While the austere Zippo lighter was ubiquitous among GIs during WWII, it became a cultural icon in Vietnam.
How beating their uniforms into a pulp is helping combat veterans reclaim and reframe their war experiences.
In 1962, the CIA, U.S. Special Forces and Vietnam's Montagnards developed counterinsurgency tactics that live on today
Why 627 young Red Cross workers logged more than 2 million miles to bring hardened combat troops a touch of home in Vietnam
Maj. Norman Schwarzkopf's high expectations are instantly deflated after a brief encounter with the general in 1965
Tribute – CMSgt. Richard Etchberger: What He Did in Laos to Earn a Posthumous Medal of Honor in 2010
Killed 42 years ago, Etchberger single-handedly held off the NVA at a secret radar site and saved the lives of several airmen
On a slow boat to Saigon in 1965, an aspiring war reporter learns valuable lessons that would serve him well in his tumultuous first weeks as a stringer in Vietnam, when he assigns himself each morning to be where the action is, chasing rumors of war
Joe Galloway takes a hard look at the assessments of Ia Drang by the war's architects in Washington, Saigon and Hanoi: McNamara, Westmoreland, Ho and Giap
Unprecedented declines in morale and discipline among troops in Vietnam spawned fragging a phenomenon forever tied to the Vietnam War in which the M26, M61 or M67 fragmentation grenade was used to kill a superior officer often ending in court-martial
With the death of Frederick C. Weyand, the last commander of Military Assistance Command Vietnam (MACV), on February 10, 2010, the United States lost one of its best generals of the Vietnam War. Was military adviser to U.S. during Paris Peace Talks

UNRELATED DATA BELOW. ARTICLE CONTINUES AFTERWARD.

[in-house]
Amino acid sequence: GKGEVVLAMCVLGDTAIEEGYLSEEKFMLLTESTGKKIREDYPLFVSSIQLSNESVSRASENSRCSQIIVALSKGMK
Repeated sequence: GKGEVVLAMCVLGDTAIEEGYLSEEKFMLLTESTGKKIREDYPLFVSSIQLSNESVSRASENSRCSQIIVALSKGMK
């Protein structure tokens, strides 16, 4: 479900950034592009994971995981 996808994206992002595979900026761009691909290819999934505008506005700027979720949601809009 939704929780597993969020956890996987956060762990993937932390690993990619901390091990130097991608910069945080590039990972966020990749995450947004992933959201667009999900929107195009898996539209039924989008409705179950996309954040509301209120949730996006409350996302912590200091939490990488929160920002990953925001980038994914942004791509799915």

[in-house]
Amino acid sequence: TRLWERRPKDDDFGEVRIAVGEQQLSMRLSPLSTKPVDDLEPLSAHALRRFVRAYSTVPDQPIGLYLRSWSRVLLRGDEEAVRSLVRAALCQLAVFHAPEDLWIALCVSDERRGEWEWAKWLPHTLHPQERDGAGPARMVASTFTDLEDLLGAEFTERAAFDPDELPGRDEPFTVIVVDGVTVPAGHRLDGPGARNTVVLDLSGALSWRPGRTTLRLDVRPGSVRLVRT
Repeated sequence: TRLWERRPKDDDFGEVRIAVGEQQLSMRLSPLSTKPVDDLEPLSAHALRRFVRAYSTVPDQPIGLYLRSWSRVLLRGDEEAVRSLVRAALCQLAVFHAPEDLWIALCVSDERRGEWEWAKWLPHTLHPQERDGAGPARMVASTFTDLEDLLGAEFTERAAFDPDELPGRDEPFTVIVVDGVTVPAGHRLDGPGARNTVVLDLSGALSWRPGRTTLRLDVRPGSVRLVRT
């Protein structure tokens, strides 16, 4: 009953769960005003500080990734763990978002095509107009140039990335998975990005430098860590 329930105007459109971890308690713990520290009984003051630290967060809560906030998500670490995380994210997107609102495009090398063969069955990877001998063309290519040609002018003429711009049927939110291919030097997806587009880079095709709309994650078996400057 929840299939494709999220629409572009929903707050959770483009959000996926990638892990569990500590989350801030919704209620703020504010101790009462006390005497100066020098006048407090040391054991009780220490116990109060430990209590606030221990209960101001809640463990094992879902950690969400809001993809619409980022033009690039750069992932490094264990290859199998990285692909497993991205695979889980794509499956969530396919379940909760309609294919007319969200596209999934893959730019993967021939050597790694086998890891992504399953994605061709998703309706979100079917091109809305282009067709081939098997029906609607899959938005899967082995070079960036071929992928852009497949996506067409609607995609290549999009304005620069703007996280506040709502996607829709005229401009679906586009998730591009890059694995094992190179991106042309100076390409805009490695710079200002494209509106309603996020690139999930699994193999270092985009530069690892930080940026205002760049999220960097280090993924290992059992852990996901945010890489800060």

Newly declassified documents and fresh insight from Frank Snepp, the CIA's chief analyst in Vietnam during 1975, present a revealing new picture of the chaotic final days of U.S. involvement in Vietnam, before enemy forces captured Saigon on April 30
Colonel Harry G. Summers Jr., the founding editor of Vietnam magazine, clears up some of the deliberate distortions that continue to obscure understanding of the Vietnam War
Edward Lansdale, working undercover as an assistant air attache at Saigon's U.S. Embassy in the mid-1950s, led the CIA's Saigon Military Mission to apply psychological warfare campaigns, such as rumors and black leaflets, against Viet MInh Communists
Forty years ago, on December 1, 1969, the first Vietnam draft lottery was held, which used birthdays to determine the random order in which young men would be chosen for military service in 1970. Birthdays were drawn from 366 blue plastic capsules.
Ho Chi Minh’s Viet Minh guerrilla fighters, led by future NVA General Vo Nguyen Giap, were allies of the Americans and given training by the OSS, the forerunner of the CIA, in an effort to defeat the Japanese during the waning days of World War II